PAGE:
The step is being considered to avoid any similar problems or certification issues with the A350, said the people, who declined to be identified because the discussions are private. No final decision on the matter has been reached, they added.
The global 787 fleet was grounded on Jan. 16 following a fire on a Japan Airlines Co. plane that U.S. safety experts determined had originated in a lithium-ion battery. Airbus has said that the electrical design of the A350 and its lithium batteries would be more conservative than in the Dreamliner.
National Transportation Safety Board Chairman Deborah Hersman said Thursday that assumptions in certifying the 787's batteries should be reconsidered after investigators found that a short-circuit in one cell had set off a chain reaction, destroying the unit. The Federal Aviation Administration says Boeing can conduct test flights to speed efforts toward a fix.
Should Airbus opt to switch to a traditional battery now, the change could be accomplished with a few months' delay, one of the people said, while waiting until Boeing resolves the 787 issue could put back the A350 significantly.
What's more, if U.S. investigators and Chicago-based Boeing ultimately fail to pinpoint the root cause of the battery fires, regulators may even decide that the technology isn't sufficiently mature to be used by any company.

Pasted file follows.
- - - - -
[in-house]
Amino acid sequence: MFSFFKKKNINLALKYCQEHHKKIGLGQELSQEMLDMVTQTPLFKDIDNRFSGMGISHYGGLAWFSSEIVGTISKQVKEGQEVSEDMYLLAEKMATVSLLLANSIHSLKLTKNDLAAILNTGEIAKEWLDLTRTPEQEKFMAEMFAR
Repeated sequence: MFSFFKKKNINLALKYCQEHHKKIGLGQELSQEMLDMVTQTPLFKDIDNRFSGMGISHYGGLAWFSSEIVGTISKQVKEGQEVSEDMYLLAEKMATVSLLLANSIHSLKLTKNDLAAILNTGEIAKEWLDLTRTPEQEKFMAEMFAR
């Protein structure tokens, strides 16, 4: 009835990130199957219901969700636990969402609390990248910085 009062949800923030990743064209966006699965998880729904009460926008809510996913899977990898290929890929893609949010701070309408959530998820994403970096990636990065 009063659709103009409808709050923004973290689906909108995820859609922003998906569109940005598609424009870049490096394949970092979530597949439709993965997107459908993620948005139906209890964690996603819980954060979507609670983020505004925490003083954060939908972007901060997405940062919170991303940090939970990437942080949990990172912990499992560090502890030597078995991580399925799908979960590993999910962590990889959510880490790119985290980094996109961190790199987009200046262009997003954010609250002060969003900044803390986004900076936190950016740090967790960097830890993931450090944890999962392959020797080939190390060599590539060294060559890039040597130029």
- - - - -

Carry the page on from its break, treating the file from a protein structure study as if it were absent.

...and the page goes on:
Airbus is currently aiming for test flights with the A350 mid-year, followed by entry into service by the end of 2014.
"We'll carefully study recommendations that come out of the 787 investigation and evaluate whether they apply to the A350," Airbus spokeswoman Marcella Muratore said when contacted by Bloomberg today. Stefan Schaffrath, also an Airbus spokesman, underlined that the NTSB hasn't yet drawn any conclusions.
Airbus Chief Executive Fabrice Bregier said last week that while the A350 has a "robust design," there's nothing to stop the company returning to a "classical plan" if need be.
A decision to modify electrical designs to incorporate traditional nickel-cadmium batteries wouldn't need to affect test flights, many of which are aimed at evaluating the plane's structure and flying characteristics.
Airbus, which gets its lithium batteries from Saft Groupe, based in Bagnolet, France, plans to use four devices versus Boeing's two, reducing the demands on each, Tom Williams, its executive vice president for programs, said last month.
Still, nickel-cadmium power sources are larger and heavier -- weighing roughly twice as much as lithium-ion and adding about 200 pounds to the plane -- so a change is not trivial and a redesign could take months, he said.
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